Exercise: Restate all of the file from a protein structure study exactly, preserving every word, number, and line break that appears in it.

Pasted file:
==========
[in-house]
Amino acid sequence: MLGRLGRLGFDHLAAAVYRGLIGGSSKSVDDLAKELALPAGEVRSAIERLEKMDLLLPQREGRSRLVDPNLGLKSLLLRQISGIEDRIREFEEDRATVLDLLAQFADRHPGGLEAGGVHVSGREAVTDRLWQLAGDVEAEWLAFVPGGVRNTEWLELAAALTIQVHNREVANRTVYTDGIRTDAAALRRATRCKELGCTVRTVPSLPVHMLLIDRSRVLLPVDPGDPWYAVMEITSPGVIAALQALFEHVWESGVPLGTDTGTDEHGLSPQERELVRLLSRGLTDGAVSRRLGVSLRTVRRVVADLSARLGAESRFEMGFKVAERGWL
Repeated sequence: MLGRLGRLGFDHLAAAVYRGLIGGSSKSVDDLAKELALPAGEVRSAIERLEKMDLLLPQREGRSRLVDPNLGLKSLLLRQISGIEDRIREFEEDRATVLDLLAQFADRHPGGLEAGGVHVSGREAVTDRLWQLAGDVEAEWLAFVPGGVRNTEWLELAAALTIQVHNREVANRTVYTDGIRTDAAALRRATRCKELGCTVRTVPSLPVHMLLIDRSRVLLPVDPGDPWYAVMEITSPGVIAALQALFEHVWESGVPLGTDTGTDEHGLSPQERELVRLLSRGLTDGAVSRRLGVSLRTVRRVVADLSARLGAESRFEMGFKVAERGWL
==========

[in-house]
Amino acid sequence: MLGRLGRLGFDHLAAAVYRGLIGGSSKSVDDLAKELALPAGEVRSAIERLEKMDLLLPQREGRSRLVDPNLGLKSLLLRQISGIEDRIREFEEDRATVLDLLAQFADRHPGGLEAGGVHVSGREAVTDRLWQLAGDVEAEWLAFVPGGVRNTEWLELAAALTIQVHNREVANRTVYTDGIRTDAAALRRATRCKELGCTVRTVPSLPVHMLLIDRSRVLLPVDPGDPWYAVMEITSPGVIAALQALFEHVWESGVPLGTDTGTDEHGLSPQERELVRLLSRGLTDGAVSRRLGVSLRTVRRVVADLSARLGAESRFEMGFKVAERGWL
Repeated sequence: MLGRLGRLGFDHLAAAVYRGLIGGSSKSVDDLAKELALPAGEVRSAIERLEKMDLLLPQREGRSRLVDPNLGLKSLLLRQISGIEDRIREFEEDRATVLDLLAQFADRHPGGLEAGGVHVSGREAVTDRLWQLAGDVEAEWLAFVPGGVRNTEWLELAAALTIQVHNREVANRTVYTDGIRTDAAALRRATRCKELGCTVRTVPSLPVHMLLIDRSRVLLPVDPGDPWYAVMEITSPGVIAALQALFEHVWESGVPLGTDTGTDEHGLSPQERELVRLLSRGLTDGAVSRRLGVSLRTVRRVVADLSARLGAESRFEMGFKVAERGWL